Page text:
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Guidelines for Linux Distributions

Installing with Braille

Requesting that braille be activated during the install procedure, which, of course, must be done at a time when BRLTTY has not yet been started, should be easy so that a blind person can do it on his own with a low probability of error. It should, therefore, only involve the typing of a minimal number of common characters. A single boot parameter with a series of comma-separated operands is ideal.
We recommend:
This maps to the following command line invocation:
/bin/brltty -bdriver -ddevice -ttable
It also maps to the following set of /etc/brltty.conf directives:
braille-driver driver
braille-device device
text-table table

The driver for the type of braille display being used. It may be specified as either a two-letter driver identification code (see the file /etc/brltty.conf) or the word auto. The default is to attempt to auto-detect which type of braille display is connected to the specified device. Some types, especially older ones, cannot be auto-detected.
The device to which the braille display is connected. It may be specified as either an absolute path or a relative path (anchored at /dev). If devfs is being used: The default device is the first serial port, i.e. /dev/ttyS0 (/dev/tts/0 if using devfs).
The braille translation table for the language being used. It may be specified as either an absolute path or a relative path (anchored at /etc/brltty). The complete set of provided tables is the set of files whose names match the pattern text.*.tbl in the directory /etc/brltty. The .tbl extension may be omitted. If a simple file name is specified then the text. prefix may be omitted. The default language translation table is for the NABCC (North American Braille Computer Code).

All operands are optional. Trailing commas may be omitted.

Papenmeier on first serial port with German table.
BrailleLite on second devfs serial port with Danish table.
Alva on first serial port with Spanish table.
EuroBraille on first devfs serial port with default table.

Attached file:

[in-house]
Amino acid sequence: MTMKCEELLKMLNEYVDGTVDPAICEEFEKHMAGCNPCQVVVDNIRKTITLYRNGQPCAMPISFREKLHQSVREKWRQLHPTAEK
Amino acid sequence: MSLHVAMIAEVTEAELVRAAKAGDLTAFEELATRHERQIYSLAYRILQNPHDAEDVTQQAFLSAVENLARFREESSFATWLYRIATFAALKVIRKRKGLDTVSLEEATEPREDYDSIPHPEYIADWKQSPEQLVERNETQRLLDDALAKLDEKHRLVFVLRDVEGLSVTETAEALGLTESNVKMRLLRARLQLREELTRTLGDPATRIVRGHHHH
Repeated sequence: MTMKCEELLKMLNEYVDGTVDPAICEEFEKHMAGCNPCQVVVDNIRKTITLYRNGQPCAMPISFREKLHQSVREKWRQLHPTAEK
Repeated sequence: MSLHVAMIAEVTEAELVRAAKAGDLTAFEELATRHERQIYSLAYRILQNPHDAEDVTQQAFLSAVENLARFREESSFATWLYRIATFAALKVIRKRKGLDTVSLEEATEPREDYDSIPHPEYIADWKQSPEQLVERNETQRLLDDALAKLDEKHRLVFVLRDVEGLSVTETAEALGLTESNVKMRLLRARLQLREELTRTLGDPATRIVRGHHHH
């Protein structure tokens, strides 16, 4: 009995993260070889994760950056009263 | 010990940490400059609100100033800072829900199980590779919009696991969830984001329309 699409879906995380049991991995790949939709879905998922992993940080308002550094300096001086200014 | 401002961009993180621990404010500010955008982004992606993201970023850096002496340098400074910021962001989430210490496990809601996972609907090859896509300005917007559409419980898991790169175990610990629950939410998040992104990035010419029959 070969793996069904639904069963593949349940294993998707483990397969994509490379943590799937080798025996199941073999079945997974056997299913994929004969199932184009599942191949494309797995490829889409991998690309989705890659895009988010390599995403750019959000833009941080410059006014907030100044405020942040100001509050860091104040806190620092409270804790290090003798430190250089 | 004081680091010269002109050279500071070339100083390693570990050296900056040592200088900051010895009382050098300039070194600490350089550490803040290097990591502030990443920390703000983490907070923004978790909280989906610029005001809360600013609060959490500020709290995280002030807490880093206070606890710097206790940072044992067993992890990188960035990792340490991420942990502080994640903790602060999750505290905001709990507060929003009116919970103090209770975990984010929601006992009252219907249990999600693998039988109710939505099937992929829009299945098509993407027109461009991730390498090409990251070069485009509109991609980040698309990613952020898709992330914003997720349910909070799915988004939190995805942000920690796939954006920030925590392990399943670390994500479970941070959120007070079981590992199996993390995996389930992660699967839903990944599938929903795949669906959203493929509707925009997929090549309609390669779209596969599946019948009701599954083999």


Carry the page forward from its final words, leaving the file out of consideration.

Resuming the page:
BrailleNote on first serial port with French table.

If the brltty= boot parameter is supplied then the installer should:

Installing the BRLTTY package should automatically generate a BRLTTY configuration file (/etc/brltty.conf) which corresponds to the specified boot operands. See the bp2cf script for one way to do this. The mapping from boot operand to configuration file directive is as follows:

BRLTTY (as of release 3.2) looks for and interprets the brltty= boot parameter as described above. It looks in /proc/cmdline if it exists (the /proc file system has already been mounted), and in the brltty environment variable if it doesn't. The boot parameter is given a lower precedence than the command line but a higher precedence than the configuration file.

BRLTTY relies on a number of devices. These must be defined within the installer's root file system and support for them must be configured into the installer's kernel.

If the braille display is connected to a serial port then the installer should not probe that port when autodetecting hardware. This is because port probing byte sequences can render a braille display useless by interfering with its protocol. The simplest solution to this problem is to do no serial port probing at all. A better, but more complex, solution would be to analyze BRLTTY's boot parameter and to exclude the specified device from any port probing which needs to be done. Another alternative might be to not probe any device which is already in use.

Braille users usually use a feature known as cursor tracking. This feature causes the braille display (which typically only presents part of a single line from the screen) to follow the cursor, i.e. whenever the cursor moves the braille display automatically jumps to the cursor's new position. Distributions should carefully review each of their installer screens to ensure that the cursor (not just catchy highlighting) is always being placed at an appropriate location. Examples of good cursor placement include:

Since good braille support hasn't been developed yet for graphics mode, there should be an easy way for the user to inform the installer (ideally, the mere presence of the brltty= boot parameter) that it should only use text mode. Graphically-oriented screens based on curses, slang, etc. are okay as long as the console itself remains in text mode. It may mean, however, that X should not be configured. It definitely means that X should not be used. The installed system, also, should not be configured to come up in X unless the user has specifically requested it.